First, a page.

Photos by Paul Nicklen
“I’m so happy to see it packed; I was told it might not be packed because you’ve been braving some tropical winter storms,” joked decorated National Geographic photojournalist and marine biologist Paul Nicklen with the audience in Campbell Hall on Sunday, Jan. 11. Entitled “Spirit of the Wild,” the event was the third part of four National Geographic Live series put on by Arts & Lectures and sponsored in part by Shiela and Michael Bonsignore.
Nicklen launched into anecdotes of encounters with incredible animals such as narwhals, beluga whales, polar bears, leopard seals, and emperor penguins while displaying breathtaking photographs that captivated the audience. “The ice and snow were my sandbox; the Inuit were my teachers,” he explains of his childhood in a small Innuit Community in British Columbia. “Negative 45 degrees Celsius with 60/70 mph winds. This is my comfort zone; this is where I’m happy.”
Nicklen impressed the audience with many awe-inspiring stories of his calm interactions with the wilderness and then delved into the one encounter he said he would never forget: spending time with a leopard seal. He acknowledged the bad reputation and terror of the animal that “eats Happy Feet” and has “black soulless eyes and a wry smile like it knows something.” It was his desire to give every animal a fair shake that placed him in Antarctica, right next to a leopard seal feeding on emperor penguins. Before he got into freezing water that was so cold he had to keep checking that his numb fingers were pressing down on the shutter release, his captain gave him some words of advice: “if you get scared, you close your eyes and she’ll go away, eh.”
“I got into the water and she dropped her penguin and rushed over to me right away,” Nicklen tells the audience, who were already riveted by the photo of a seal ripping apart a penguin on display. He immediately describes how he looked straight down the seal’s throat and clicked away, keeping still, until she left to grab a penguin. “She lined it right up with me and let it go, then caught it again and repeated the process, and I’m thinking she is trying to feed me this penguin. Now I’m not taking the penguin so she flips upside down and bobs slowly to me until the penguin is really close and lets it go.”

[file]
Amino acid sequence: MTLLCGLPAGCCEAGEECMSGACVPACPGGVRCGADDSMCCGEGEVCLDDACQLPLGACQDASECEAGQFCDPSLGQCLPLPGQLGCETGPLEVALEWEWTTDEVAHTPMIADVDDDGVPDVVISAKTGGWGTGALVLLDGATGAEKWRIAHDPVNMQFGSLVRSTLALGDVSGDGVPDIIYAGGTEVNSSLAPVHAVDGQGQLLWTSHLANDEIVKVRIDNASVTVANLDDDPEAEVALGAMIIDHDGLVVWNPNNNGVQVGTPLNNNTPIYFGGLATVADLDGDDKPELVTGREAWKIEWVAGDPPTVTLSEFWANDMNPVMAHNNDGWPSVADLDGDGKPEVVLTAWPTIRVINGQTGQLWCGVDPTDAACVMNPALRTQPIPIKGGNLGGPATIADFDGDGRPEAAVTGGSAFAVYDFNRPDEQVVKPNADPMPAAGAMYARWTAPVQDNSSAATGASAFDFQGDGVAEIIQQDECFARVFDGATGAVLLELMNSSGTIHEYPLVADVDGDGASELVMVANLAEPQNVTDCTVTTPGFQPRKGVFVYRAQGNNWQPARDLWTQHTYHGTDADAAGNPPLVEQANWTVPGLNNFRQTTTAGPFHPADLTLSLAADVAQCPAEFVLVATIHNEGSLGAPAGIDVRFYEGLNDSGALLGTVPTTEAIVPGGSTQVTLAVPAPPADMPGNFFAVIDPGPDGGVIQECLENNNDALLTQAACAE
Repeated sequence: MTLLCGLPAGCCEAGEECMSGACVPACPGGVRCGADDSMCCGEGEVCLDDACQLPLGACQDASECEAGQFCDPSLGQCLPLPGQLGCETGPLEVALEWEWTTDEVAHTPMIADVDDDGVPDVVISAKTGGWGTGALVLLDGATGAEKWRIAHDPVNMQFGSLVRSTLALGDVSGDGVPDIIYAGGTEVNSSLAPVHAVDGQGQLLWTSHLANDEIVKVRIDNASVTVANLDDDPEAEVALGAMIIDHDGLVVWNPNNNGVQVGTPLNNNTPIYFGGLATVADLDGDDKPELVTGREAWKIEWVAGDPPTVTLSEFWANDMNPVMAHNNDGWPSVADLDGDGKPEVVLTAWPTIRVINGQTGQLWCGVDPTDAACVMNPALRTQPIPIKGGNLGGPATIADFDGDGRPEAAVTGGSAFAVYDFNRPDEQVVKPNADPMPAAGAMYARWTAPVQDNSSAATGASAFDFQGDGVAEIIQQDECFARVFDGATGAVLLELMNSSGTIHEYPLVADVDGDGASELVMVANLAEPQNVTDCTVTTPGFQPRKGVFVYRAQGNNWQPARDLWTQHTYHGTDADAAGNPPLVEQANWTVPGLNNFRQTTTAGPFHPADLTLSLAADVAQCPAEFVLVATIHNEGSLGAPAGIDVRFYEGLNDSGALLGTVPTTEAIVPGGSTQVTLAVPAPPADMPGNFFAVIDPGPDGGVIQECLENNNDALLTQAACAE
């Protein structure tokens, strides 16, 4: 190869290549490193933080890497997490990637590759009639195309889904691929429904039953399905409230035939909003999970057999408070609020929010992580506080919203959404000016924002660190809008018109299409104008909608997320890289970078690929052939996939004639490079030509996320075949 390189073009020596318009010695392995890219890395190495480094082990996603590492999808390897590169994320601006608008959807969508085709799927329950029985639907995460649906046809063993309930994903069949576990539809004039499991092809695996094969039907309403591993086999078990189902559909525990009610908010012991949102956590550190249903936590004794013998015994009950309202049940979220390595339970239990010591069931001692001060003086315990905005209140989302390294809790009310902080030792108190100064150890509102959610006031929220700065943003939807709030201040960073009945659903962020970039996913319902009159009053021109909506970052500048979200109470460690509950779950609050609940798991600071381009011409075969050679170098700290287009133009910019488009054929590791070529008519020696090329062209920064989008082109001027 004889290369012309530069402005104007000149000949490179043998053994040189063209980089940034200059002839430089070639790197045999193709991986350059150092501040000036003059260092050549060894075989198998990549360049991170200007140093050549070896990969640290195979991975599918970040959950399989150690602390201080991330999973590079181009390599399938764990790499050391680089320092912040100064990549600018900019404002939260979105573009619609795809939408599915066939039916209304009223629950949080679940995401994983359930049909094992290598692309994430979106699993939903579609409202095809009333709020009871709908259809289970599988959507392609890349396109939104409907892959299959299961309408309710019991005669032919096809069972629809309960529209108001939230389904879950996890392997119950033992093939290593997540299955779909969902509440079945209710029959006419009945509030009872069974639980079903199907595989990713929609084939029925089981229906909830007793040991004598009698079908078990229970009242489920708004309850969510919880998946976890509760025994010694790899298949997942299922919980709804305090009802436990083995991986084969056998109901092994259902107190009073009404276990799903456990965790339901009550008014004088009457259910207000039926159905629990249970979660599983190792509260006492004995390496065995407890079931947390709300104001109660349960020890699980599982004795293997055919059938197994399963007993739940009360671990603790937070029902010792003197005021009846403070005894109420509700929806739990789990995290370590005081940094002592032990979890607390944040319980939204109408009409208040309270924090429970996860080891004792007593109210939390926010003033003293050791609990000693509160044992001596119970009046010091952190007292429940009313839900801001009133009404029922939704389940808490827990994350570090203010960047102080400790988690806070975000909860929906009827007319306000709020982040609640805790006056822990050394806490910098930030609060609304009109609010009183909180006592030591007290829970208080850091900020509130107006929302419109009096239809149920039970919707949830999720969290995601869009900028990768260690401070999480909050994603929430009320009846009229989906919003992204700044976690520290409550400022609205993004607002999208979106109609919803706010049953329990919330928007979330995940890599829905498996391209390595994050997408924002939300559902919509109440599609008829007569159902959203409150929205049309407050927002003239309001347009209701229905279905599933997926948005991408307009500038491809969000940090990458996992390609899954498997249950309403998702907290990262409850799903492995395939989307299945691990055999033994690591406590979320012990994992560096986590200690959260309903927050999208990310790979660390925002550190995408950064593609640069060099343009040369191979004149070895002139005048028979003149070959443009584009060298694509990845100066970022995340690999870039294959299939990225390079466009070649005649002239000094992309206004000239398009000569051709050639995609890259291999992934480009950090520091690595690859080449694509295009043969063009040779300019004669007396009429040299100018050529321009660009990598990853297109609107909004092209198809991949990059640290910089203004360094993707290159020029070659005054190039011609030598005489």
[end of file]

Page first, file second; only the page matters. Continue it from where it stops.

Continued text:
The seal attempted a variety of ways to force the large useless predator she saw in her feeding ground to eat to no avail. “At one point I had five dead penguins floating around me but I just really did not want a dead penguin. She was giving me this dejected look, trying to get me to eat. Finally she gets so frustrated she flops one onto my head, and I’m just giggling and clicking away absolutely overjoyed.”
He explains his deep love for creatures such as the leopard seal, emperor penguins, and polar pears, and that ice is like soil in a garden; the vast ecosystem he photographs so brilliantly cannot survive without it. After obtaining a B.S. in marine biology, he focused on the polar bears and wrote articles for National Geographic, but he said he was frustrated when his data was shut down by politicians and was unable to bridge the gap between the scientists and the public. Shifting to photography, Nicklen saw the power of creating an emotional connection between people and the polar landscapes, and he found that he was able to provide the visual proof of the melting ice caps many people demanded. The photographs have to be arresting enough to stop a reader long enough to look at the story.
“As a photographer, as a journalist, as a conservationist, I’m always trying to reach people,” Nicklen said. “If I’m out there shoulder to shoulder with a bunch of other photographers, I know I’m not in the right place. When I’m out there all alone, and I am responsible for my own life, I know I’m being effective and getting shots no one else has.”
Nicklen urged the audience to drop the attitudes “Not In My Backyard” (NIMBY) and “Somebody Else is Likely Going To Fix It Eh” (SELFIE). He explained that these acronyms, the latter invented by his partner and him, aren’t acceptable attitudes; everyone needs to engage in the issue of climate change and work to create the change he pursues to inspire every day with his amazing photography.
“We have to get informed and involved. Get rid of NIMBY and SELFIE. For ten years I used to spend all my time convincing people about climate change. Now everyone is starting to get it. We need to get it faster,” Nicklen said. “Because I don’t want to live in a world without polar bears.”
Follow him on social media or check out the amazing photography from the lecture at: http://www.paulnicklen.com. The final installment of the National Geographic Live series will wrap up on Sunday, March 1, with photographer and filmmaker Carsten Peter.